Wetzel and Brooke counties reported high numbers of early voters on the first day of election season in West Virginia.
Early voting for the May 8 primary election began Wednesday across the state and continues through May 5 at county courthouses.
In Wetzel County, there are 12,618 registered voters, according to information provided by the West Virginia Secretary of State's Office. By mid-afternoon, 120 had cast ballots there.
Brooke County has a number of contested county races this year, including two county commission races, sheriff, prosecuting attorney and magistrate races. There are 17,604 registered voters in the county.
On the first day of early voting, 103 cast early ballots in Brooke County before 4:30 p.m., county election officials said.
Ohio County reported 113 early voters as of mid-afternoon; Marshall County, 93; Hancock County, 45; and Tyler County, 26.
There are 32,767 registered voters in Ohio County; 21,814 in Marshall County; 23,416 in Hancock County; and 6,092 in Tyler County.
At the City-County Building in Ohio County, it was a short walk for Wheeling City Clerk Janice Jones to go downstairs first thing Wednesday morning and cast her primary election ballot. Races for Wheeling city offices are on this year's ballot, as are races at the federal, state and county levels. And Jones wanted to be the first to vote.
"I like to take advantage of early voting - it's convenient," she said. "Also, there are council races on the ballot this year, and this affects all of us."
Ohio County elections officials remind voters in the city that races for Wheeling city offices are at the end of the ballot, according to directions for placement established by the West Virginia Secretary of State's Office.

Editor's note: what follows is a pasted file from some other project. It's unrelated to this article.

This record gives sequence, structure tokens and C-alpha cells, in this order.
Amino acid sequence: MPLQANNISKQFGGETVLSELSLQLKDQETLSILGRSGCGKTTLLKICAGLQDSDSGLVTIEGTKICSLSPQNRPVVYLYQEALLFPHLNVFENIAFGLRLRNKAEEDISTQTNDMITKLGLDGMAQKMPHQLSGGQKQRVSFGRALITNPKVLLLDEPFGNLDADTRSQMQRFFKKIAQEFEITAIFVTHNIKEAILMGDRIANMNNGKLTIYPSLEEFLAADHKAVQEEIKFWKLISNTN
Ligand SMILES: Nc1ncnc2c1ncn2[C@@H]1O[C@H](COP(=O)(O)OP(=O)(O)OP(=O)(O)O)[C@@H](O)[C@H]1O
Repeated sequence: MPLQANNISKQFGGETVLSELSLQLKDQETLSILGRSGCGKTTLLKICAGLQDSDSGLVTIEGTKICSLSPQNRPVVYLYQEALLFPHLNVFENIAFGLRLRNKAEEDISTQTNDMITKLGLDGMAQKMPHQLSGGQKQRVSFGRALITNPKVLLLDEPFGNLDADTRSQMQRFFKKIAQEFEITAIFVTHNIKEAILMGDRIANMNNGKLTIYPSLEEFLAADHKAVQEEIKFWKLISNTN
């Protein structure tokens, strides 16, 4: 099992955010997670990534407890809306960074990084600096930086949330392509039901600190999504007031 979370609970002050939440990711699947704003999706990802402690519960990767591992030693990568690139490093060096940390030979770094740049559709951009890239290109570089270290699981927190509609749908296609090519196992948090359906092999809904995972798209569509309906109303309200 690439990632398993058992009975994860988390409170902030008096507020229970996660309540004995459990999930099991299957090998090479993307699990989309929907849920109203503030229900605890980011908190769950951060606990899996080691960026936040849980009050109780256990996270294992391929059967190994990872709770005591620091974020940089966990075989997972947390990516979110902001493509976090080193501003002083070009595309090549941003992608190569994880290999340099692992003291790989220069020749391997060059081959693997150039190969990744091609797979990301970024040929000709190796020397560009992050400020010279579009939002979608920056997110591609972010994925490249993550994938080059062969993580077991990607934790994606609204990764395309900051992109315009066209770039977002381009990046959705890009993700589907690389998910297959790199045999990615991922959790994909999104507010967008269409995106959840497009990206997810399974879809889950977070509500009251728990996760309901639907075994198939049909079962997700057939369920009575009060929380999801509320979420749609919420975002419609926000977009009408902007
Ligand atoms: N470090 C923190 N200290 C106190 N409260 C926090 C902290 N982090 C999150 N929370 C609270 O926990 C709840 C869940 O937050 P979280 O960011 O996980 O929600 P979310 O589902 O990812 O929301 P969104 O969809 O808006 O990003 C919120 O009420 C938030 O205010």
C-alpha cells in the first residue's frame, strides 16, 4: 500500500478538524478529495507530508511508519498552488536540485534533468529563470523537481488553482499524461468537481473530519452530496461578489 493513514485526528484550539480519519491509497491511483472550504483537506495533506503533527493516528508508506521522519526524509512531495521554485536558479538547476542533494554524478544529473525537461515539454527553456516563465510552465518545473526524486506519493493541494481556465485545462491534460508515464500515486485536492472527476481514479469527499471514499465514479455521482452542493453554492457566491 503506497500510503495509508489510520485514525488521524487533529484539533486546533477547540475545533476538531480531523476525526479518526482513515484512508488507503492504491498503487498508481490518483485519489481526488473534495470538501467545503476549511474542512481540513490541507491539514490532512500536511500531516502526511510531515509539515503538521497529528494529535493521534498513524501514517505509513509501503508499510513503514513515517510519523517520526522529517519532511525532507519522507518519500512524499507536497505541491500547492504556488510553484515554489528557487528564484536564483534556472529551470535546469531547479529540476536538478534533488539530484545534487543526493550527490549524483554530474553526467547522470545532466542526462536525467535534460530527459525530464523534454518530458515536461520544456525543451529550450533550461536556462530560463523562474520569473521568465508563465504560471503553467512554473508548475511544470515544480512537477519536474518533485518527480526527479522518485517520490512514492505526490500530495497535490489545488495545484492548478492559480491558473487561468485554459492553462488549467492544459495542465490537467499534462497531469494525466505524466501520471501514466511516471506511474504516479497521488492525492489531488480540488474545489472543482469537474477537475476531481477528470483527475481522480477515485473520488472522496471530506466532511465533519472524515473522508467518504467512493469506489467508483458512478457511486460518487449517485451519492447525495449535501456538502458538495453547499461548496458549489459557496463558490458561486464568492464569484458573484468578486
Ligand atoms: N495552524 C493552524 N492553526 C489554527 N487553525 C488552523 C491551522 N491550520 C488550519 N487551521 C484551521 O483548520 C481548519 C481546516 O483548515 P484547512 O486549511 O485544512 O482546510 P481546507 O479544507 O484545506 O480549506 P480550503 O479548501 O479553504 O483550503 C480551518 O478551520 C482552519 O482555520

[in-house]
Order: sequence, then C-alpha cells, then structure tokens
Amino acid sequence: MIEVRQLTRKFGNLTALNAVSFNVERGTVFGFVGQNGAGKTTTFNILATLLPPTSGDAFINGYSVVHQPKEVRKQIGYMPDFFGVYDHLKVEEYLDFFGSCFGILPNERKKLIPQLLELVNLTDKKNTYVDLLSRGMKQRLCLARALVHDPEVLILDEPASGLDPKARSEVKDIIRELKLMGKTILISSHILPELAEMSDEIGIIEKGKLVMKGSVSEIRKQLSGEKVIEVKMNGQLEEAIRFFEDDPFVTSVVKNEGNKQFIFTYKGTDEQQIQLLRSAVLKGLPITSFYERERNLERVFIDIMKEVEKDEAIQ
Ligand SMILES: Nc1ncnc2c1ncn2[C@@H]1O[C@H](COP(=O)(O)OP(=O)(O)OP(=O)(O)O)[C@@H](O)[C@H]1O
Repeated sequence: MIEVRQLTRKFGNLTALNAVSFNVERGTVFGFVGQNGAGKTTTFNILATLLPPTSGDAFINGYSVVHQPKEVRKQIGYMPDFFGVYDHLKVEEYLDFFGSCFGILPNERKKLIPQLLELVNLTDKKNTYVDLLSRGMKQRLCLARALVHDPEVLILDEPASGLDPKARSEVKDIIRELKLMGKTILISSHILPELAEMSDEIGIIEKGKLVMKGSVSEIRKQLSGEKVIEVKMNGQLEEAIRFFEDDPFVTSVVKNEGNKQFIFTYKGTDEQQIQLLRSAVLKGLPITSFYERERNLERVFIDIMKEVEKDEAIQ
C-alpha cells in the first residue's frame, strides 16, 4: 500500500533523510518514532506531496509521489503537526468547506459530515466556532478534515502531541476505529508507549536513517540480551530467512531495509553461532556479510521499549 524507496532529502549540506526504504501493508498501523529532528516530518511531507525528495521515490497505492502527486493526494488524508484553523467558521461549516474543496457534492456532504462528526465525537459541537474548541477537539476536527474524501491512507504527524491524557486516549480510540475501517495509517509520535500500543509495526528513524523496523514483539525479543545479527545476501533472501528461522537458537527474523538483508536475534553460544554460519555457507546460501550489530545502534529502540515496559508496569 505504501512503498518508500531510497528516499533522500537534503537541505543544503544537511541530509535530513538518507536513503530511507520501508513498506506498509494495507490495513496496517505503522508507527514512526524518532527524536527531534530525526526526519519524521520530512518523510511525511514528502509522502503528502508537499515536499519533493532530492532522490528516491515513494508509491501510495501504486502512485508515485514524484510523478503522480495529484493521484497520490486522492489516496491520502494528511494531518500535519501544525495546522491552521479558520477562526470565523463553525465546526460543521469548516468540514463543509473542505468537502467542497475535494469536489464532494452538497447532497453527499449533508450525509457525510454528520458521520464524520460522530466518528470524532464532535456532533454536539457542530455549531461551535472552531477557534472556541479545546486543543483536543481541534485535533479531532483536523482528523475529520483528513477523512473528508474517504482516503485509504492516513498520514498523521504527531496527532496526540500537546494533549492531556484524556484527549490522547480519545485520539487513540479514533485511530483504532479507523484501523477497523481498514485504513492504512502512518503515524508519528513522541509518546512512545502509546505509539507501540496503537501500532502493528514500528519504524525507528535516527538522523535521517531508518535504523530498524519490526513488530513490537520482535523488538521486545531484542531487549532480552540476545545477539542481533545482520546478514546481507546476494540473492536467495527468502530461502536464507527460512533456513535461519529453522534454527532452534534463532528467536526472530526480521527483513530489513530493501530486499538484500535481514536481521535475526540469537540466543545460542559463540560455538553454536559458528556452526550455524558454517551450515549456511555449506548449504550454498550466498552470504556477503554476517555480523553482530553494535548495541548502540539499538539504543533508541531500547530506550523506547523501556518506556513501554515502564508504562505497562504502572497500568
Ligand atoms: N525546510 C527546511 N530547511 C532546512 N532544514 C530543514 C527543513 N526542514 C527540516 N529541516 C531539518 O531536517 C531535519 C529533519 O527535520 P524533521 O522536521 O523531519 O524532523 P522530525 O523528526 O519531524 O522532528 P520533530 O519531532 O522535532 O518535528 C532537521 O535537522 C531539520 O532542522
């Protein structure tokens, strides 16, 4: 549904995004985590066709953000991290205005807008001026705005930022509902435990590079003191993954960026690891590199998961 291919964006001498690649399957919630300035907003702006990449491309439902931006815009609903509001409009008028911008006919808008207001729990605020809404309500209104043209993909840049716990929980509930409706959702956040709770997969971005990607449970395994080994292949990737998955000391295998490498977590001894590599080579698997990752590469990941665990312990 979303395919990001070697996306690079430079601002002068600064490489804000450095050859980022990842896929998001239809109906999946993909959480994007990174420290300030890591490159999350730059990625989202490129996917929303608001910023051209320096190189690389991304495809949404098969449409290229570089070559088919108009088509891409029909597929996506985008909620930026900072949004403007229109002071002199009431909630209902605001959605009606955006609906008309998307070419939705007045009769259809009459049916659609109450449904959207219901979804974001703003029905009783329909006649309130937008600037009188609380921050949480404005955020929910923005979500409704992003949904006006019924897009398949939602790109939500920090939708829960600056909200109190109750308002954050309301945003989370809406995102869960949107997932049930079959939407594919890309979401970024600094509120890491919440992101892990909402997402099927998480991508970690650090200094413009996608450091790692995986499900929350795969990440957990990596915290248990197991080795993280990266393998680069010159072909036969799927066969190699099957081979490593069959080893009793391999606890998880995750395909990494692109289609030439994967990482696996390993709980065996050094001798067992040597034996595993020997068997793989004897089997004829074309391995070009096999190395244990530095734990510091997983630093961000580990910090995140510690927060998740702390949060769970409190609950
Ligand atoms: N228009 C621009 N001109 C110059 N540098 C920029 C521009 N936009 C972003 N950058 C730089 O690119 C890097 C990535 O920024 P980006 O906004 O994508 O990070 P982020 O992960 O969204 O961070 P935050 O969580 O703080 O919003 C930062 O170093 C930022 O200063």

Also voting early Wednesday in Ohio County was retired Circuit Judge Arthur Recht.
"I just wanted to get it done," Recht said. "I don't want to have to keep looking at signs and advertising - now it's done."
Retired Bethlehem police officer Jim Hutchison is traditionally among the first to vote in Ohio County.
"I get it done early, then I don't have to worry about it," he commented.
Two others who typically are first in line, Project BEST co-director Thomas Cerra and Wheeling attorney Martin Sheehan, talked outside the door prior to the start of voting. But Sheehan opted against voting Wednesday. A former chairman of the Ohio County Republican Party, he said he was overwhelmed by the number of candidates on the GOP ballot seeking delegate spots to the National Republican Convention this summer in Tampa Bay, Fla.
He examined a list of the candidates that is posted outside the polling location at the City-County Building in Wheeling.
"I'm not voting today," Sheehan said. "It's just too complicated."